KEDA director off to fast start
July 4, 2008 · Updated 10:20 AM
The new director of the Kitsap Economic Development Alliance (KEDA) reported for duty on Monday, immediately jumping on a treadmill of introductory meetings with local business and government leaders.
My expectations of the job have already been confirmed, said William Stewart, that it will be challenging and fun. I expect to do a lot of listening over the next few weeks, to learn about different priorities and perspectives.
KEDA operated for nearly two years without a director, during which time the agency was headed by Interim Director Kathy Cocus, who did not seek the job permanently.
Cocus, who was business recruitment and retention director under former Director David Porter, said her future role has yet to be determined. We will wait until we are all here before defining how we will all work together, she said.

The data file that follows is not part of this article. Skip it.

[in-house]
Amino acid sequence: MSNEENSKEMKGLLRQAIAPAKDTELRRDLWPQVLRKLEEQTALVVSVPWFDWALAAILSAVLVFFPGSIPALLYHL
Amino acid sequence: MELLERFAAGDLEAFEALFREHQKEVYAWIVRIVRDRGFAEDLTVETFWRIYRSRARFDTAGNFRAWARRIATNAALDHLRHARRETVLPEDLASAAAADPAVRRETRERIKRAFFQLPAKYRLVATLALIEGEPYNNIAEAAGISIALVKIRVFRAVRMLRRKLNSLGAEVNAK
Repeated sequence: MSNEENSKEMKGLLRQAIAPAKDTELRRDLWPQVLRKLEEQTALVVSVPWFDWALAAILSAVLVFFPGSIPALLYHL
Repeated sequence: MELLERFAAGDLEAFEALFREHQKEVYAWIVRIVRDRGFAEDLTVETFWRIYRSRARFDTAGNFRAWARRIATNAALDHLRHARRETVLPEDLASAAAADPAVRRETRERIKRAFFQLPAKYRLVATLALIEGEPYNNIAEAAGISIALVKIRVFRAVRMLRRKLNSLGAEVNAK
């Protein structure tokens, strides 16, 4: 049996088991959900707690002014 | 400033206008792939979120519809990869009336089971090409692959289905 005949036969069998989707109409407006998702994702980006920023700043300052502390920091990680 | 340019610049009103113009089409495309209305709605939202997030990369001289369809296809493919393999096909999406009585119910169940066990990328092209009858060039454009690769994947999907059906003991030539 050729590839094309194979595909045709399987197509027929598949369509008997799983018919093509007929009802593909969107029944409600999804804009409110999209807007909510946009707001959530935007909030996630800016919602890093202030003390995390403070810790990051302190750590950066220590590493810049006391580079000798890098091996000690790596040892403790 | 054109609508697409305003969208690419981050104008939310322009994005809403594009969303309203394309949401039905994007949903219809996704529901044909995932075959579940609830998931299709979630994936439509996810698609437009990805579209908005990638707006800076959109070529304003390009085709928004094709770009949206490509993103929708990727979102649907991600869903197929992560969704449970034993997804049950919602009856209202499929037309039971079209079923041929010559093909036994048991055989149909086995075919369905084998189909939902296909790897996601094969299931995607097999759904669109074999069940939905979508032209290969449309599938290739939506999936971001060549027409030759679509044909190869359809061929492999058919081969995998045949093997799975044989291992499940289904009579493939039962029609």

Economic progress has not stopped during this time, however. The Kitsap 20/20 plan for economic development was developed and refined, setting future direction.
Stewart said much of his job will be the implementation of those recommendations, with specifics yet to be determined.
Stewart is currently scheduling individual meetings with each of the 18 KEDA board members, and will also meet with local elected officials and department heads.
He also expects to make some large-group appearances, although they have not yet been scheduled.
Each board member will have their individual perspectives, Stewart said. This depends on where they live and who they represent. This kind of discussion is best done one-on-one.
The meeting schedule will be spread over the next month or so with some days containing up to five meetings, Stewart said.
His guiding principles are outlined by Kitsap 20/20, a list of guidelines for bringing jobs to the region.
The vision of Kitsap 20/20 is pretty clear, Stewart said. We just arent sure about the tactical pieces and how we are going to leverage the work between our partners and other entities.
Stewart, 59, plans to keep his Seattle residence for the time being and commute to work on the Bremerton ferry.
He said his living in Seattle for the time being does not lessen his commitment to the job.